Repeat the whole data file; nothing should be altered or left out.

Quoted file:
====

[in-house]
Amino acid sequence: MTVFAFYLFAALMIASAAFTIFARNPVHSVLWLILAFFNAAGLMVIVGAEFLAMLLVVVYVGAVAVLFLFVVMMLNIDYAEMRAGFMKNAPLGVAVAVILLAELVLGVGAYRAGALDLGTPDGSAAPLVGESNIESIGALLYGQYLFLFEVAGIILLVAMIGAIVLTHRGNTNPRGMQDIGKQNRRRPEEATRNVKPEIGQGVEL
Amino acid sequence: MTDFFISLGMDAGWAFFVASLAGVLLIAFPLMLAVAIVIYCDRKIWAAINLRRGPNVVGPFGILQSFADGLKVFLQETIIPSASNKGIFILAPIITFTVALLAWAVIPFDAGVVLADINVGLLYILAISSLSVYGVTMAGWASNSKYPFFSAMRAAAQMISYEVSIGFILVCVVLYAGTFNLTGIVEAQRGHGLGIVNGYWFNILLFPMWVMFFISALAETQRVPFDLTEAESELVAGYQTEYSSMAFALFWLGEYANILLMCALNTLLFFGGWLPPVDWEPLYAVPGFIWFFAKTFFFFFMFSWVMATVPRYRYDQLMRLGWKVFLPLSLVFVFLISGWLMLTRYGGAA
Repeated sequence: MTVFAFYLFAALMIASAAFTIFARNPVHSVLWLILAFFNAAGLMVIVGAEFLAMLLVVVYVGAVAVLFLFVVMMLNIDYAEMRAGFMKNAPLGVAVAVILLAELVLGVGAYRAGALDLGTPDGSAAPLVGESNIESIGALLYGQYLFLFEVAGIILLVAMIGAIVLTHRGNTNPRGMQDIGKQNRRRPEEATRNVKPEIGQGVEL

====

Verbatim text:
[in-house]
Amino acid sequence: MTVFAFYLFAALMIASAAFTIFARNPVHSVLWLILAFFNAAGLMVIVGAEFLAMLLVVVYVGAVAVLFLFVVMMLNIDYAEMRAGFMKNAPLGVAVAVILLAELVLGVGAYRAGALDLGTPDGSAAPLVGESNIESIGALLYGQYLFLFEVAGIILLVAMIGAIVLTHRGNTNPRGMQDIGKQNRRRPEEATRNVKPEIGQGVEL
Amino acid sequence: MTDFFISLGMDAGWAFFVASLAGVLLIAFPLMLAVAIVIYCDRKIWAAINLRRGPNVVGPFGILQSFADGLKVFLQETIIPSASNKGIFILAPIITFTVALLAWAVIPFDAGVVLADINVGLLYILAISSLSVYGVTMAGWASNSKYPFFSAMRAAAQMISYEVSIGFILVCVVLYAGTFNLTGIVEAQRGHGLGIVNGYWFNILLFPMWVMFFISALAETQRVPFDLTEAESELVAGYQTEYSSMAFALFWLGEYANILLMCALNTLLFFGGWLPPVDWEPLYAVPGFIWFFAKTFFFFFMFSWVMATVPRYRYDQLMRLGWKVFLPLSLVFVFLISGWLMLTRYGGAA
Repeated sequence: MTVFAFYLFAALMIASAAFTIFARNPVHSVLWLILAFFNAAGLMVIVGAEFLAMLLVVVYVGAVAVLFLFVVMMLNIDYAEMRAGFMKNAPLGVAVAVILLAELVLGVGAYRAGALDLGTPDGSAAPLVGESNIESIGALLYGQYLFLFEVAGIILLVAMIGAIVLTHRGNTNPRGMQDIGKQNRRRPEEATRNVKPEIGQGVEL